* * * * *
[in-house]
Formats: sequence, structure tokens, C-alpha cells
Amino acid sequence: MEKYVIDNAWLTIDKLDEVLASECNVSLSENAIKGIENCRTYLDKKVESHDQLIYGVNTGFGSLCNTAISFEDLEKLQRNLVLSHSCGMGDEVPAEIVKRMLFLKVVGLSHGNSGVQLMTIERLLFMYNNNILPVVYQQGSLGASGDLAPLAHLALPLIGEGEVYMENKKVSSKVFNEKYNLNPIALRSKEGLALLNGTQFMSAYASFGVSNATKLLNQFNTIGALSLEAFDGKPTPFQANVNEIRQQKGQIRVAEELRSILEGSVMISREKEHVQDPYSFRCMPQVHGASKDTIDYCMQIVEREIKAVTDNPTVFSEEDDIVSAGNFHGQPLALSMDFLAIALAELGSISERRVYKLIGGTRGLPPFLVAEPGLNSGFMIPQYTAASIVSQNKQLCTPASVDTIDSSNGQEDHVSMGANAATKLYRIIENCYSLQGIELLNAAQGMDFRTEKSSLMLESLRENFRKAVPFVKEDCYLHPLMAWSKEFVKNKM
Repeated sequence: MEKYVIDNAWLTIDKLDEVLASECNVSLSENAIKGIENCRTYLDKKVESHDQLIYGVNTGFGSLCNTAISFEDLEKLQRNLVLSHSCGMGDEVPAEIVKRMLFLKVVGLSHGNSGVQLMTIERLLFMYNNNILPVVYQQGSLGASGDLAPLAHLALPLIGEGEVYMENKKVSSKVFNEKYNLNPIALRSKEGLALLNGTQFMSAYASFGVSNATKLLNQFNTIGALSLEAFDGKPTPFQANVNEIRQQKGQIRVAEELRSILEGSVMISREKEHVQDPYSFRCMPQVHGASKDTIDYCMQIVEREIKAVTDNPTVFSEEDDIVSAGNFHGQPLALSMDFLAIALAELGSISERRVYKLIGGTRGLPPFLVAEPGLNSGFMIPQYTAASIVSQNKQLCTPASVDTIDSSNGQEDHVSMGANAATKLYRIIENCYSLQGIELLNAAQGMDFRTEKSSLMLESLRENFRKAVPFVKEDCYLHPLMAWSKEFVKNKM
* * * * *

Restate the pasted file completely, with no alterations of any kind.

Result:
[in-house]
Formats: sequence, structure tokens, C-alpha cells
Amino acid sequence: MEKYVIDNAWLTIDKLDEVLASECNVSLSENAIKGIENCRTYLDKKVESHDQLIYGVNTGFGSLCNTAISFEDLEKLQRNLVLSHSCGMGDEVPAEIVKRMLFLKVVGLSHGNSGVQLMTIERLLFMYNNNILPVVYQQGSLGASGDLAPLAHLALPLIGEGEVYMENKKVSSKVFNEKYNLNPIALRSKEGLALLNGTQFMSAYASFGVSNATKLLNQFNTIGALSLEAFDGKPTPFQANVNEIRQQKGQIRVAEELRSILEGSVMISREKEHVQDPYSFRCMPQVHGASKDTIDYCMQIVEREIKAVTDNPTVFSEEDDIVSAGNFHGQPLALSMDFLAIALAELGSISERRVYKLIGGTRGLPPFLVAEPGLNSGFMIPQYTAASIVSQNKQLCTPASVDTIDSSNGQEDHVSMGANAATKLYRIIENCYSLQGIELLNAAQGMDFRTEKSSLMLESLRENFRKAVPFVKEDCYLHPLMAWSKEFVKNKM
Repeated sequence: MEKYVIDNAWLTIDKLDEVLASECNVSLSENAIKGIENCRTYLDKKVESHDQLIYGVNTGFGSLCNTAISFEDLEKLQRNLVLSHSCGMGDEVPAEIVKRMLFLKVVGLSHGNSGVQLMTIERLLFMYNNNILPVVYQQGSLGASGDLAPLAHLALPLIGEGEVYMENKKVSSKVFNEKYNLNPIALRSKEGLALLNGTQFMSAYASFGVSNATKLLNQFNTIGALSLEAFDGKPTPFQANVNEIRQQKGQIRVAEELRSILEGSVMISREKEHVQDPYSFRCMPQVHGASKDTIDYCMQIVEREIKAVTDNPTVFSEEDDIVSAGNFHGQPLALSMDFLAIALAELGSISERRVYKLIGGTRGLPPFLVAEPGLNSGFMIPQYTAASIVSQNKQLCTPASVDTIDSSNGQEDHVSMGANAATKLYRIIENCYSLQGIELLNAAQGMDFRTEKSSLMLESLRENFRKAVPFVKEDCYLHPLMAWSKEFVKNKM